Here’s a quick guide of how to remove broken off studs or bolts from a cylinder head. The method will usually work on most aluminium or steel castings, although quite often the studs will be hard and difficult to remove.
What you’ll need:
(ideally) a milling machine, although a good sized pillar drill may do the job.
Selection of 2 fluted end mills / slot drills. One wants to be the exact same side of the stud to be removed, others need to be smaller.
Clamps and packing to hold the cylinder head / casting in position.
Tap to clean out the threaded holes once broken stud is removed.
PPE (gloves, goggles etc)
The first job is to get the head mounted squarely, level and securely. This is the most critical part of the process. Reasonably easy on a milling machine as you can move the table around once it is secure, but on a pillar drill may take some jiggling around. If the head is a funny shape, this is where you’ll need the packing to ensure the milling cutter will follow the same angle as the stud.
Once the cylinder head is mounted securely, put the cutter which is the same diameter as the stud into the mill / drill chuck, and use this to centre the cutter with the stud. Check it a few times, as the next part is the point of no return! Once you are happy with positioning, lock the table so it cannot move. If you have a milling machine with DRO, zero the display so you can see if it moves. Before proceeding with the next step, grab the head and give it a good shake to make sure it doesn’t move.
If there are no threads visable on the casting, then you can SLOWLY start cutting with the milling cutter which is the same diameter as the stud. All you are trying to achieve at this point is make sure the cutter is centralised properly, and give the broken stud a flat top. Drilling speed on a mill wants to be a maximum of 450rpm. On a drill, probably half that speed. At this point you should be able to tell if the stud is hardened or not. If the stud cuts ok, then continue with the next step. If not, then bring it to us! If there are threads visible, then go onto the next step and skip this one.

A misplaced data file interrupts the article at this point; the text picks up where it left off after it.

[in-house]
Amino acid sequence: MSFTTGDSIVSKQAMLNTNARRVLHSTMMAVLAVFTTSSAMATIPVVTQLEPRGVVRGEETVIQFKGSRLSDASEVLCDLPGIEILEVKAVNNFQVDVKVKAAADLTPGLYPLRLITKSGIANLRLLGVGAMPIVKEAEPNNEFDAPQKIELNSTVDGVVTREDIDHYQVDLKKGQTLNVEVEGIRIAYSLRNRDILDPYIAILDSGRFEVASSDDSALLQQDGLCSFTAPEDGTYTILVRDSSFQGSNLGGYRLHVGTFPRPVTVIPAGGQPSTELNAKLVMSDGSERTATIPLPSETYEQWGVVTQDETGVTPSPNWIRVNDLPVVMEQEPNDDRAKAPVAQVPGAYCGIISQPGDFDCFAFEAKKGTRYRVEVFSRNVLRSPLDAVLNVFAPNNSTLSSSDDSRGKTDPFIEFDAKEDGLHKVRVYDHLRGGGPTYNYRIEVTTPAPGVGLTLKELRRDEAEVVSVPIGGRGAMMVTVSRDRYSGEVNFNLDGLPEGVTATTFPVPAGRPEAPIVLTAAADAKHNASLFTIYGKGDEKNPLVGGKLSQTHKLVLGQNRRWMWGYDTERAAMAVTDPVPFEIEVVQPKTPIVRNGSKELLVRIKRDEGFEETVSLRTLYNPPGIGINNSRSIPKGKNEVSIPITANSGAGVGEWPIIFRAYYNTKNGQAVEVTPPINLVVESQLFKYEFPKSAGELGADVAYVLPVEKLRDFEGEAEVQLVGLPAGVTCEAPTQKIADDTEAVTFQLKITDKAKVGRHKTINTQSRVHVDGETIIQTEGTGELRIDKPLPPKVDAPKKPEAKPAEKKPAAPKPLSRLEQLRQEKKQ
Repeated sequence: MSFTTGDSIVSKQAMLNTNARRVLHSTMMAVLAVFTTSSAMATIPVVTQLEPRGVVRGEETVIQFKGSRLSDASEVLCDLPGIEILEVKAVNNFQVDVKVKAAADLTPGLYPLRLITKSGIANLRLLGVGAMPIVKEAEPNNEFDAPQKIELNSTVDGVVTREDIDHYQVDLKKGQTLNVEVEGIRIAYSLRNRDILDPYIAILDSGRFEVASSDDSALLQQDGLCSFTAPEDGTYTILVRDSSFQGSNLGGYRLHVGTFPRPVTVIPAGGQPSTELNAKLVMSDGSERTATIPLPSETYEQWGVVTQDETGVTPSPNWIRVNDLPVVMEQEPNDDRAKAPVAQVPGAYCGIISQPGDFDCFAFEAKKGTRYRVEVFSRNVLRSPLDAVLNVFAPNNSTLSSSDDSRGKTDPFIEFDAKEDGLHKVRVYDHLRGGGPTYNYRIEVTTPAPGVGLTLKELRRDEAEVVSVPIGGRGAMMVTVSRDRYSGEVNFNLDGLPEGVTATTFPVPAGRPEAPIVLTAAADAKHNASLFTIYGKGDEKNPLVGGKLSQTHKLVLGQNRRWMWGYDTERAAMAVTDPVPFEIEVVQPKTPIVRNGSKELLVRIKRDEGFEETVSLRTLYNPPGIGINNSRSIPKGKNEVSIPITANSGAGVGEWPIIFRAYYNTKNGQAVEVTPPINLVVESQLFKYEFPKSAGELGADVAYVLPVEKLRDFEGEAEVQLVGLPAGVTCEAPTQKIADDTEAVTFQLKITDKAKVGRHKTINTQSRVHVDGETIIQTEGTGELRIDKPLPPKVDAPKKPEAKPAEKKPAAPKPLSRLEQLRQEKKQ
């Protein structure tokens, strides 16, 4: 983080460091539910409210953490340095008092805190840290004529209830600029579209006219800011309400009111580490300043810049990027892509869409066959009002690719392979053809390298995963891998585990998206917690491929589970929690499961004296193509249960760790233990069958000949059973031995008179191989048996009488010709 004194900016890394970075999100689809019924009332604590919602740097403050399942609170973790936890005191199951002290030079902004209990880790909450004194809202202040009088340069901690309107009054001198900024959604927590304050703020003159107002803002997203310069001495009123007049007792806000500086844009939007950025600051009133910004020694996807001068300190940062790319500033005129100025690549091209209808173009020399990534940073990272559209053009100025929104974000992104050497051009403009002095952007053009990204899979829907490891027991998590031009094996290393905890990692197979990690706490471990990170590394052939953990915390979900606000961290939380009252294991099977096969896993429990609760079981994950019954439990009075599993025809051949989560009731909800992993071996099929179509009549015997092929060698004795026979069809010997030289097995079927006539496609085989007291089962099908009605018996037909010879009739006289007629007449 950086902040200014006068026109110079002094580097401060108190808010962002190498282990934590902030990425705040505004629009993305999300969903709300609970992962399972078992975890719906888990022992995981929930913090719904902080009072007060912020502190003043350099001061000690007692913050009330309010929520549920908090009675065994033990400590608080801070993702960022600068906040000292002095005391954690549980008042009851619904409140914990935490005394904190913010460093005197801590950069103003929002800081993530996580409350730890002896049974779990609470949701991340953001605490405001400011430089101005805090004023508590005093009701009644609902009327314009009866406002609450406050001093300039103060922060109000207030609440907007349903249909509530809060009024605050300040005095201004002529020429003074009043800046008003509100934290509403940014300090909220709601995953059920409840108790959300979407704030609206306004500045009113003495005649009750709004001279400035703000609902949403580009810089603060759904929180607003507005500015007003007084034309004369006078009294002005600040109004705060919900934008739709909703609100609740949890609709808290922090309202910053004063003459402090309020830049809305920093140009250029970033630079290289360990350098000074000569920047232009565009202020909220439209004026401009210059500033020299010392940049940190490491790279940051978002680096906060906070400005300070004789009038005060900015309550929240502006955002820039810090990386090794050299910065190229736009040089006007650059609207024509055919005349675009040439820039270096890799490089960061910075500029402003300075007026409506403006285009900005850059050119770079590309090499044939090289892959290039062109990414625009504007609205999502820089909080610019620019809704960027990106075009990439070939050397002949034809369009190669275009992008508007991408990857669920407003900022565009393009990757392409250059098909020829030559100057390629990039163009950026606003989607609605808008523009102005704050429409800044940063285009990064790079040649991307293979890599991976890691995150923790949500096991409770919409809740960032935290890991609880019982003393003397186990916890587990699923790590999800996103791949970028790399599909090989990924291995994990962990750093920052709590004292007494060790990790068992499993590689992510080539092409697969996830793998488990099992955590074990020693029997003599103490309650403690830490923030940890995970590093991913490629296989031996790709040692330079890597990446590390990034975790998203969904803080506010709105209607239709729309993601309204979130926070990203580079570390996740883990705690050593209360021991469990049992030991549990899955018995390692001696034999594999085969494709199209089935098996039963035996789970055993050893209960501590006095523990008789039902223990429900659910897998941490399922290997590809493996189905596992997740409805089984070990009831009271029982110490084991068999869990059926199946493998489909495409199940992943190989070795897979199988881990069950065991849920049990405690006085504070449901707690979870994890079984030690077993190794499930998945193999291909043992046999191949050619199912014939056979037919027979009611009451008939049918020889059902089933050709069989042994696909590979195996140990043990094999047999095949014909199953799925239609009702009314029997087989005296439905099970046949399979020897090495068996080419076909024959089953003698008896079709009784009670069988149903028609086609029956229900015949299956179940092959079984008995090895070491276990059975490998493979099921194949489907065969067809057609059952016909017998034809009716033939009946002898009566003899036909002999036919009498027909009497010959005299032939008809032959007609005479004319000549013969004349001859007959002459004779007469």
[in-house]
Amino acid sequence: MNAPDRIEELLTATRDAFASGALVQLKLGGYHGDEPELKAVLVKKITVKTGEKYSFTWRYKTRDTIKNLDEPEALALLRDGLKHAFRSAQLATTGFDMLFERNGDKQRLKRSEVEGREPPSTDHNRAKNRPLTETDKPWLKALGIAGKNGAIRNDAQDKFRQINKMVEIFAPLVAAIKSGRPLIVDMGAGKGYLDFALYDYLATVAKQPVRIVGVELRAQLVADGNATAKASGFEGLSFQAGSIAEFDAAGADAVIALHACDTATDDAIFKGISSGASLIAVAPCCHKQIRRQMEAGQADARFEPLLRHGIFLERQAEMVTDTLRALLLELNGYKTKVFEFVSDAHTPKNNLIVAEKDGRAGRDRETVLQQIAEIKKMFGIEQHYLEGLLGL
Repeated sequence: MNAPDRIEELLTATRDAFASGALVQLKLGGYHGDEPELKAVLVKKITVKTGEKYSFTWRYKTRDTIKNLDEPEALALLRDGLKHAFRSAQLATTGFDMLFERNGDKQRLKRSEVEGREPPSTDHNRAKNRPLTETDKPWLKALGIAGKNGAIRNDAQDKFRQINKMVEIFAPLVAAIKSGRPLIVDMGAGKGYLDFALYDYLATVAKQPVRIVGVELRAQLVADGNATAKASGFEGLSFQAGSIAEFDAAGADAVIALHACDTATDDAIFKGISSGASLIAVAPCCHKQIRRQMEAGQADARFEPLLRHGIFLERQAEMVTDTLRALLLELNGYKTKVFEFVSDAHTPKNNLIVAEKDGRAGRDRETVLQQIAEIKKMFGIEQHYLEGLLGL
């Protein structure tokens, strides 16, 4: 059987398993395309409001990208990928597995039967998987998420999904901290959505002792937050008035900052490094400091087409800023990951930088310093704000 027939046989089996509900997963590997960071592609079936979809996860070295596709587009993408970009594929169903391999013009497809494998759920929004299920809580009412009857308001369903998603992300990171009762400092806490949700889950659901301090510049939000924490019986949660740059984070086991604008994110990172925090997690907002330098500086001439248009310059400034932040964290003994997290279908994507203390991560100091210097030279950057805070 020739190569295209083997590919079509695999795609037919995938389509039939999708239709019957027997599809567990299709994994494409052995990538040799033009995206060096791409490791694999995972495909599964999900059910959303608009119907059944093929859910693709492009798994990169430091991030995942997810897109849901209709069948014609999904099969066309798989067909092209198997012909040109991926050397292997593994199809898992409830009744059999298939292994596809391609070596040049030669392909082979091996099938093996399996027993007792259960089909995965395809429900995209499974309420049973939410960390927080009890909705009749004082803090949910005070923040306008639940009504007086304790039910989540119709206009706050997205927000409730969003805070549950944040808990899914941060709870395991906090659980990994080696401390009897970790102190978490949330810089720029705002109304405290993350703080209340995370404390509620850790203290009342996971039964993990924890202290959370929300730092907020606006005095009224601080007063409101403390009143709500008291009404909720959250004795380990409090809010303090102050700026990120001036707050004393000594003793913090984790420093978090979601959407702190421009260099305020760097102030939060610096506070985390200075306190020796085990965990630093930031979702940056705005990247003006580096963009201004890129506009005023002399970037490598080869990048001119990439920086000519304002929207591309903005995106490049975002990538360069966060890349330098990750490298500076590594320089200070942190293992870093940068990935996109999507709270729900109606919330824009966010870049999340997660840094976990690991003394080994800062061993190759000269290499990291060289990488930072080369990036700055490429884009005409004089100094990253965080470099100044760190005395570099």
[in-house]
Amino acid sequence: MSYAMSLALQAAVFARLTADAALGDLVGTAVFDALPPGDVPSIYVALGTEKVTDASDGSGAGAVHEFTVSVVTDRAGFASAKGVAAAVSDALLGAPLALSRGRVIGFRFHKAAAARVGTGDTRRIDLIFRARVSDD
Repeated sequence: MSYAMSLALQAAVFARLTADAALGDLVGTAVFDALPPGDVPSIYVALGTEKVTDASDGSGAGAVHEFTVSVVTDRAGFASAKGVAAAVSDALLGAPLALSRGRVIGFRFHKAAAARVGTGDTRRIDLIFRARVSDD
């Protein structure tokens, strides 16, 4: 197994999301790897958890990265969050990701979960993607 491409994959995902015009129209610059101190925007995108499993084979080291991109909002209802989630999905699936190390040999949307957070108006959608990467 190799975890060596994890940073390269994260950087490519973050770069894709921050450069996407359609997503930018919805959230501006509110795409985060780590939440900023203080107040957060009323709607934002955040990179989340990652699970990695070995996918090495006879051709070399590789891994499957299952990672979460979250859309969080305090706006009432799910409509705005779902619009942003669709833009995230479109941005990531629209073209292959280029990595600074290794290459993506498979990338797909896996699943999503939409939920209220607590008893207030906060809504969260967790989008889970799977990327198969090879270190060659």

The next step is to change the cutter for a smaller one. The stud in this head was M10. Drilling size for an M10 tapped hole is 8.5mm, so wants to be a maximum of 8mm really. With gentle pressure, and the same speeds as above, continue to drill the stud, checking every couple of mm to make sure everything looks good. Once you get a reasonable hole started in the stud, you’re getting there!
At this point it is worth removing one or 2 of the other studs on the head, and checking the depth of the hole. Drilling right through the bolts and into the cylinder head could leave you with a bigger problem!
Once you are happy with the depth of the hole, continue drilling until there is a hole right through the bolt. WARNING!! It is quite common for the milling cutter to break as it cuts through the final part of the bolt, so be prepared and take it steady!
When you have a hole drilled right through the bolt, you should be able to hammer a chisel or screwdriver through the centre of it and unscrew it. The other option is to change the milling cutter for the correct sized tapping drill, drilling through the bolt and retapping the hole.
As long as most of the threads are still intact, you should be able to run a tap down the hole to clean up any damage. If there is excessive damage, then it is probably best to helicoil the hole while you have it set up in position.